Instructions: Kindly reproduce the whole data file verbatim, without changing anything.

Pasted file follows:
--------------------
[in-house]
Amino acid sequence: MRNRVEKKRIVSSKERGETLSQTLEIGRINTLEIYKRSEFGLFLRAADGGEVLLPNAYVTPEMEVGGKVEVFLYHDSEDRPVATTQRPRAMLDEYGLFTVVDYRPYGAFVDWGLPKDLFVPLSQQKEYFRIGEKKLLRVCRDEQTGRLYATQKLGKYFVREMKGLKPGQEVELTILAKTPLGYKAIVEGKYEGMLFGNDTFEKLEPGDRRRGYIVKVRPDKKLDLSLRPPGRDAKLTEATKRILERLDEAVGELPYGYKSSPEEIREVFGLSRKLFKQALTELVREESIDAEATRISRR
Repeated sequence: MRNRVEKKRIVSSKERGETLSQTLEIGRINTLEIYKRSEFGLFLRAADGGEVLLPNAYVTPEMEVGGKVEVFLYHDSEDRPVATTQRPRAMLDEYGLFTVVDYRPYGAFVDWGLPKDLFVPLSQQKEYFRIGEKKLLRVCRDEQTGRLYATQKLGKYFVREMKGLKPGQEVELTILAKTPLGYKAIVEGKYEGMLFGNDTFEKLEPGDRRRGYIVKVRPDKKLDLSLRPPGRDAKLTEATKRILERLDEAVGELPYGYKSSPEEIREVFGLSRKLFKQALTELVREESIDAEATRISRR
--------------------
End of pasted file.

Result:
[in-house]
Amino acid sequence: MRNRVEKKRIVSSKERGETLSQTLEIGRINTLEIYKRSEFGLFLRAADGGEVLLPNAYVTPEMEVGGKVEVFLYHDSEDRPVATTQRPRAMLDEYGLFTVVDYRPYGAFVDWGLPKDLFVPLSQQKEYFRIGEKKLLRVCRDEQTGRLYATQKLGKYFVREMKGLKPGQEVELTILAKTPLGYKAIVEGKYEGMLFGNDTFEKLEPGDRRRGYIVKVRPDKKLDLSLRPPGRDAKLTEATKRILERLDEAVGELPYGYKSSPEEIREVFGLSRKLFKQALTELVREESIDAEATRISRR
Repeated sequence: MRNRVEKKRIVSSKERGETLSQTLEIGRINTLEIYKRSEFGLFLRAADGGEVLLPNAYVTPEMEVGGKVEVFLYHDSEDRPVATTQRPRAMLDEYGLFTVVDYRPYGAFVDWGLPKDLFVPLSQQKEYFRIGEKKLLRVCRDEQTGRLYATQKLGKYFVREMKGLKPGQEVELTILAKTPLGYKAIVEGKYEGMLFGNDTFEKLEPGDRRRGYIVKVRPDKKLDLSLRPPGRDAKLTEATKRILERLDEAVGELPYGYKSSPEEIREVFGLSRKLFKQALTELVREESIDAEATRISRR